Objectives: Occupational exposures have been associated with an increased risk of new-onset rhinitis in apprentices. However, population-based prospective data are scarce and do not cover new onset of rhinitis later in life. We studied the association between occupational exposure and adult-onset of rhinitis prospectively. Methods: Data of 4994 participants (age at follow-up 28 to 57 years) from 27 centres of the European Community Respiratory Health Survey II who were symptom free at baseline were used. As outcome at follow-up self-reported a) nasal allergies (“allergic rhinitis”) and b) runny, blocked nose for 12 months a year (“perennial rhinitis”) were used. Occupational exposures at any time during follow-up were defined by job title. Results: The cumulative incidence of allergic rhinitis, perennial rhinitis and both conditions was 12%, 11% and 3%, respectively. As compared to office workers, male medical professionals were at increased risk of new onset of allergic rhinitis (Odds ratio 3.0; 95% confidence interval 1.4, 6.4). Odds ratios were reduced in metal workers not involved in metal making or treating (0.3; 0.1, 0.7). For perennial rhinitis odds ratios were significantly increased in cleaners (1.4; 1.0, 2.1). Conclusions: Cleaners and medical professionals may be at increased risk for adult-onset of rhinitis.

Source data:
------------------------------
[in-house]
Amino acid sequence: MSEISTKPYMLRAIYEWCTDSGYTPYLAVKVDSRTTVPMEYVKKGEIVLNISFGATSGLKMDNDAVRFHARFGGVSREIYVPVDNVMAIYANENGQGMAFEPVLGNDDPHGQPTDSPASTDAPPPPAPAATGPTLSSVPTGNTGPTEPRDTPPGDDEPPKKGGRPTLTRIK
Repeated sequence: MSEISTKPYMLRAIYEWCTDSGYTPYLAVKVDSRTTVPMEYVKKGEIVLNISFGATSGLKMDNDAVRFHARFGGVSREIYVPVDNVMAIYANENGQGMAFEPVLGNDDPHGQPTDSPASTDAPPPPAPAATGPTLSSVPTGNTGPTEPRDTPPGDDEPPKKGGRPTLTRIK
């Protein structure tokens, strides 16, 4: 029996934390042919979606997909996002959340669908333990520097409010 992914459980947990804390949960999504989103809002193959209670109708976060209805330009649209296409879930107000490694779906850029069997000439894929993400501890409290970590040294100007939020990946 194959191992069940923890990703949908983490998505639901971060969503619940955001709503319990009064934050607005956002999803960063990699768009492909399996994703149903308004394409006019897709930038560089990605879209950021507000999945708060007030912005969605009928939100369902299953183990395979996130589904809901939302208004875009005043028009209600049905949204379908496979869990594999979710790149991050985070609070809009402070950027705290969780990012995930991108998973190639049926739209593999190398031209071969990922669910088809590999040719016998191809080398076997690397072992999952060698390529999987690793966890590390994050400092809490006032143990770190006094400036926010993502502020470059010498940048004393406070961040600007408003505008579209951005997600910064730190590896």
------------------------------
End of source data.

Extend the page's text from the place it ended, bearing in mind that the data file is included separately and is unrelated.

- cohort study
- medical staff
- occupational exposure
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